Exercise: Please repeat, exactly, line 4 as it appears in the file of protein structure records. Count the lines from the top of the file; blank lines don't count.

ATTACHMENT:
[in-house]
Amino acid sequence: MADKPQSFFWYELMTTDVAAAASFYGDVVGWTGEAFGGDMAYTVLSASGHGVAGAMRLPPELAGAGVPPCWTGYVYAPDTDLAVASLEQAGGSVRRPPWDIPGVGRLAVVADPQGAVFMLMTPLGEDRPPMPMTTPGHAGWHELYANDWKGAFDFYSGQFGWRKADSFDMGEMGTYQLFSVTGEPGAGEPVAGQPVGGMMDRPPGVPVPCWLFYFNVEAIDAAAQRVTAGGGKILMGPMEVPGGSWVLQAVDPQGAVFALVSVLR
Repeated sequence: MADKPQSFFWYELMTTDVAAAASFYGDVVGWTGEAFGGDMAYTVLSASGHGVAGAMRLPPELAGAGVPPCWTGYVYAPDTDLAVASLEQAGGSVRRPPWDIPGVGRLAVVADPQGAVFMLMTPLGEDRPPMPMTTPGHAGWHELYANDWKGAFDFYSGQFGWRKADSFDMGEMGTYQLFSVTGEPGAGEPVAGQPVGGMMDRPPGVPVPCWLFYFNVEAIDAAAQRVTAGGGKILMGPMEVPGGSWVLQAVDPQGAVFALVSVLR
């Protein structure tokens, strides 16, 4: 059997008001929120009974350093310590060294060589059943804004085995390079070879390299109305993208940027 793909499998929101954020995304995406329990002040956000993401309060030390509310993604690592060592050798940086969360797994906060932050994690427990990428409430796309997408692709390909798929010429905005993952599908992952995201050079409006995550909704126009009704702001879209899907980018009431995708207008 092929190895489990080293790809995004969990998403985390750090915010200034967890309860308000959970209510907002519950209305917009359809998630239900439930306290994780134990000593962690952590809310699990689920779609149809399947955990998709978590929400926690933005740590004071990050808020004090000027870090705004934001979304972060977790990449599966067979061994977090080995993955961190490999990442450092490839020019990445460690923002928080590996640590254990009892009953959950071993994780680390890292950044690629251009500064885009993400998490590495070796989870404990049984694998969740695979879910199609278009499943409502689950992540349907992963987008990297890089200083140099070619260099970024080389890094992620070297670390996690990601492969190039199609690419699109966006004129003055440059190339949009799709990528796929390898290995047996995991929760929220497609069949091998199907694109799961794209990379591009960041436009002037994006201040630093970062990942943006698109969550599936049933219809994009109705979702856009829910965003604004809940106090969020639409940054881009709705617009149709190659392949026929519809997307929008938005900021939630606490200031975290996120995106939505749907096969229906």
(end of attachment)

């Protein structure tokens, strides 16, 4: 059997008001929120009974350093310590060294060589059943804004085995390079070879390299109305993208940027 793909499998929101954020995304995406329990002040956000993401309060030390509310993604690592060592050798940086969360797994906060932050994690427990990428409430796309997408692709390909798929010429905005993952599908992952995201050079409006995550909704126009009704702001879209899907980018009431995708207008 092929190895489990080293790809995004969990998403985390750090915010200034967890309860308000959970209510907002519950209305917009359809998630239900439930306290994780134990000593962690952590809310699990689920779609149809399947955990998709978590929400926690933005740590004071990050808020004090000027870090705004934001979304972060977790990449599966067979061994977090080995993955961190490999990442450092490839020019990445460690923002928080590996640590254990009892009953959950071993994780680390890292950044690629251009500064885009993400998490590495070796989870404990049984694998969740695979879910199609278009499943409502689950992540349907992963987008990297890089200083140099070619260099970024080389890094992620070297670390996690990601492969190039199609690419699109966006004129003055440059190339949009799709990528796929390898290995047996995991929760929220497609069949091998199907694109799961794209990379591009960041436009002037994006201040630093970062990942943006698109969550599936049933219809994009109705979702856009829910965003604004809940106090969020639409940054881009709705617009149709190659392949026929519809997307929008938005900021939630606490200031975290996120995106939505749907096969229906």